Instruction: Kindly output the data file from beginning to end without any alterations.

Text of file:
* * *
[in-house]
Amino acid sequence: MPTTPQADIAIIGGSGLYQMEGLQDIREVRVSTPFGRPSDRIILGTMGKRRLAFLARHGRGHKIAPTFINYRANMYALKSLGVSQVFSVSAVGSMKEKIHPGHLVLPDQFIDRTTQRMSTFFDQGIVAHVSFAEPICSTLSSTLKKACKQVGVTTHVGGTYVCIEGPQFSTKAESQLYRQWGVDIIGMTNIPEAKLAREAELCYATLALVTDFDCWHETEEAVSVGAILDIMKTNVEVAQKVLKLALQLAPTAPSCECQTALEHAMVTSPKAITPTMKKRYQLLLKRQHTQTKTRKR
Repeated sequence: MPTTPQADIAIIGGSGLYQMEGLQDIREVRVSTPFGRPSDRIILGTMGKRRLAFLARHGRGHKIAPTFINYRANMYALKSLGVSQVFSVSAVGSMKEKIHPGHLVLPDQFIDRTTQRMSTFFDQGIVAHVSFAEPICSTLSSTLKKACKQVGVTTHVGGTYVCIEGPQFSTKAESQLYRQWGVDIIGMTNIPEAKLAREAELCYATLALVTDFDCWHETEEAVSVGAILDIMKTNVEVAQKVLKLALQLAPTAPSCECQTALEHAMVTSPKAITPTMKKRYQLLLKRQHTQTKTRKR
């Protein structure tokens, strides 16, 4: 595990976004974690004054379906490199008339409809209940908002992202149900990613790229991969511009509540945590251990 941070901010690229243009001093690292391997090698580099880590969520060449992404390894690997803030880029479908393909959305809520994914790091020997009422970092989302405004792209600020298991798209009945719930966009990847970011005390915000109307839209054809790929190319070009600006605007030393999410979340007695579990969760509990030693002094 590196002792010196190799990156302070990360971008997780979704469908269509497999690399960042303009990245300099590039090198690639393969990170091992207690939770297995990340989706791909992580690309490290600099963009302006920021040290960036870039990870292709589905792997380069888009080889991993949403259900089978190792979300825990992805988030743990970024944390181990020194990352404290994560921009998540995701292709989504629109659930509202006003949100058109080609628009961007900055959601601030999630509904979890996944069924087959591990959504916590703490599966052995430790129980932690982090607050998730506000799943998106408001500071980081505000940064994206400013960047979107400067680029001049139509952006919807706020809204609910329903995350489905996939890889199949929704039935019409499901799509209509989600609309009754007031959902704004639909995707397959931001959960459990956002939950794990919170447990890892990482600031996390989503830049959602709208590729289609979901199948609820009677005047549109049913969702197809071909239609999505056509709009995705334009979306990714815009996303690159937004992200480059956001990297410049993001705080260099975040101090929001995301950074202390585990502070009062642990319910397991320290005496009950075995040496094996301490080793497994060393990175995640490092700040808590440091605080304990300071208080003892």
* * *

[in-house]
Amino acid sequence: MPTTPQADIAIIGGSGLYQMEGLQDIREVRVSTPFGRPSDRIILGTMGKRRLAFLARHGRGHKIAPTFINYRANMYALKSLGVSQVFSVSAVGSMKEKIHPGHLVLPDQFIDRTTQRMSTFFDQGIVAHVSFAEPICSTLSSTLKKACKQVGVTTHVGGTYVCIEGPQFSTKAESQLYRQWGVDIIGMTNIPEAKLAREAELCYATLALVTDFDCWHETEEAVSVGAILDIMKTNVEVAQKVLKLALQLAPTAPSCECQTALEHAMVTSPKAITPTMKKRYQLLLKRQHTQTKTRKR
Repeated sequence: MPTTPQADIAIIGGSGLYQMEGLQDIREVRVSTPFGRPSDRIILGTMGKRRLAFLARHGRGHKIAPTFINYRANMYALKSLGVSQVFSVSAVGSMKEKIHPGHLVLPDQFIDRTTQRMSTFFDQGIVAHVSFAEPICSTLSSTLKKACKQVGVTTHVGGTYVCIEGPQFSTKAESQLYRQWGVDIIGMTNIPEAKLAREAELCYATLALVTDFDCWHETEEAVSVGAILDIMKTNVEVAQKVLKLALQLAPTAPSCECQTALEHAMVTSPKAITPTMKKRYQLLLKRQHTQTKTRKR
């Protein structure tokens, strides 16, 4: 595990976004974690004054379906490199008339409809209940908002992202149900990613790229991969511009509540945590251990 941070901010690229243009001093690292391997090698580099880590969520060449992404390894690997803030880029479908393909959305809520994914790091020997009422970092989302405004792209600020298991798209009945719930966009990847970011005390915000109307839209054809790929190319070009600006605007030393999410979340007695579990969760509990030693002094 590196002792010196190799990156302070990360971008997780979704469908269509497999690399960042303009990245300099590039090198690639393969990170091992207690939770297995990340989706791909992580690309490290600099963009302006920021040290960036870039990870292709589905792997380069888009080889991993949403259900089978190792979300825990992805988030743990970024944390181990020194990352404290994560921009998540995701292709989504629109659930509202006003949100058109080609628009961007900055959601601030999630509904979890996944069924087959591990959504916590703490599966052995430790129980932690982090607050998730506000799943998106408001500071980081505000940064994206400013960047979107400067680029001049139509952006919807706020809204609910329903995350489905996939890889199949929704039935019409499901799509209509989600609309009754007031959902704004639909995707397959931001959960459990956002939950794990919170447990890892990482600031996390989503830049959602709208590729289609979901199948609820009677005047549109049913969702197809071909239609999505056509709009995705334009979306990714815009996303690159937004992200480059956001990297410049993001705080260099975040101090929001995301950074202390585990502070009062642990319910397991320290005496009950075995040496094996301490080793497994060393990175995640490092700040808590440091605080304990300071208080003892």